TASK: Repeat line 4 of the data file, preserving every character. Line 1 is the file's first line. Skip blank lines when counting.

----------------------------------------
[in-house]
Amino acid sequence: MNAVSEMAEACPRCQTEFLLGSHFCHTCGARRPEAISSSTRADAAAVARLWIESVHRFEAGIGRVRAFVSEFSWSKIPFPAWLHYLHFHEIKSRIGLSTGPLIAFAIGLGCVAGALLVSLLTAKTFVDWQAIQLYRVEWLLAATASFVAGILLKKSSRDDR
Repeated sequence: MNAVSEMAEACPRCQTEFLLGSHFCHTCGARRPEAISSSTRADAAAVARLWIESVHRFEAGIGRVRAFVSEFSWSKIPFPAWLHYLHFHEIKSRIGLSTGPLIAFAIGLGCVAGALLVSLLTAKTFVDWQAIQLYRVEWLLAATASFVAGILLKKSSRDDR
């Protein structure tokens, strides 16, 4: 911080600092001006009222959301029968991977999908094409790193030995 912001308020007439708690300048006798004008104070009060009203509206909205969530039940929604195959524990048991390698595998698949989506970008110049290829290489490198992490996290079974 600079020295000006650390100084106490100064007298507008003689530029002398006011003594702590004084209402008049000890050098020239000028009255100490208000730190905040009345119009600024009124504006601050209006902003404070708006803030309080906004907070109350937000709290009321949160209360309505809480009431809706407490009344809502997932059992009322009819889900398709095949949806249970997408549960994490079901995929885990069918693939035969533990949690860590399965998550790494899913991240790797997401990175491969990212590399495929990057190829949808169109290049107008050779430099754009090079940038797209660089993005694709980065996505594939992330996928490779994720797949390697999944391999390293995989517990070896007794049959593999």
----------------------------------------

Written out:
């Protein structure tokens, strides 16, 4: 911080600092001006009222959301029968991977999908094409790193030995 912001308020007439708690300048006798004008104070009060009203509206909205969530039940929604195959524990048991390698595998698949989506970008110049290829290489490198992490996290079974 600079020295000006650390100084106490100064007298507008003689530029002398006011003594702590004084209402008049000890050098020239000028009255100490208000730190905040009345119009600024009124504006601050209006902003404070708006803030309080906004907070109350937000709290009321949160209360309505809480009431809706407490009344809502997932059992009322009819889900398709095949949806249970997408549960994490079901995929885990069918693939035969533990949690860590399965998550790494899913991240790797997401990175491969990212590399495929990057190829949808169109290049107008050779430099754009090079940038797209660089993005694709980065996505594939992330996928490779994720797949390697999944391999390293995989517990070896007794049959593999």